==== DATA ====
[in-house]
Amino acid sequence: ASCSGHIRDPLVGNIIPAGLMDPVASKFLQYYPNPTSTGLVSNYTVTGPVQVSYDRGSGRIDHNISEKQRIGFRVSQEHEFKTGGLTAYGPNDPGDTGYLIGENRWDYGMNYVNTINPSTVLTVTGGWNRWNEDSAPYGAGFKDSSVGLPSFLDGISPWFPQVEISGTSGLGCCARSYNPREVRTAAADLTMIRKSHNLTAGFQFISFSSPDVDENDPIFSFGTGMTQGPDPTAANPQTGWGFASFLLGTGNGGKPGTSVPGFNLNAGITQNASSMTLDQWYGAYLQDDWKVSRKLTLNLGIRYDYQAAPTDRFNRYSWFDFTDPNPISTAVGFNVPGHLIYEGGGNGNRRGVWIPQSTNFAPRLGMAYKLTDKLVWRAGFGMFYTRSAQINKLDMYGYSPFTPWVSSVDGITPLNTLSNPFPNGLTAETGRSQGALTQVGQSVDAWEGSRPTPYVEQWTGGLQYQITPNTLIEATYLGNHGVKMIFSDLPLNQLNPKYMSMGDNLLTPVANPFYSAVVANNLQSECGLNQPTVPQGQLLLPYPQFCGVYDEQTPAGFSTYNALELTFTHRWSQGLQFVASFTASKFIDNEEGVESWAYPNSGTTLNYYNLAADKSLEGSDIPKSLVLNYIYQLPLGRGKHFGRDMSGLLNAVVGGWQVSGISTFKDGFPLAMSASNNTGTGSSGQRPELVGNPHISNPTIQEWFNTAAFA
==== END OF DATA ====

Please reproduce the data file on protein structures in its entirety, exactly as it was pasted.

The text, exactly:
[in-house]
Amino acid sequence: ASCSGHIRDPLVGNIIPAGLMDPVASKFLQYYPNPTSTGLVSNYTVTGPVQVSYDRGSGRIDHNISEKQRIGFRVSQEHEFKTGGLTAYGPNDPGDTGYLIGENRWDYGMNYVNTINPSTVLTVTGGWNRWNEDSAPYGAGFKDSSVGLPSFLDGISPWFPQVEISGTSGLGCCARSYNPREVRTAAADLTMIRKSHNLTAGFQFISFSSPDVDENDPIFSFGTGMTQGPDPTAANPQTGWGFASFLLGTGNGGKPGTSVPGFNLNAGITQNASSMTLDQWYGAYLQDDWKVSRKLTLNLGIRYDYQAAPTDRFNRYSWFDFTDPNPISTAVGFNVPGHLIYEGGGNGNRRGVWIPQSTNFAPRLGMAYKLTDKLVWRAGFGMFYTRSAQINKLDMYGYSPFTPWVSSVDGITPLNTLSNPFPNGLTAETGRSQGALTQVGQSVDAWEGSRPTPYVEQWTGGLQYQITPNTLIEATYLGNHGVKMIFSDLPLNQLNPKYMSMGDNLLTPVANPFYSAVVANNLQSECGLNQPTVPQGQLLLPYPQFCGVYDEQTPAGFSTYNALELTFTHRWSQGLQFVASFTASKFIDNEEGVESWAYPNSGTTLNYYNLAADKSLEGSDIPKSLVLNYIYQLPLGRGKHFGRDMSGLLNAVVGGWQVSGISTFKDGFPLAMSASNNTGTGSSGQRPELVGNPHISNPTIQEWFNTAAFA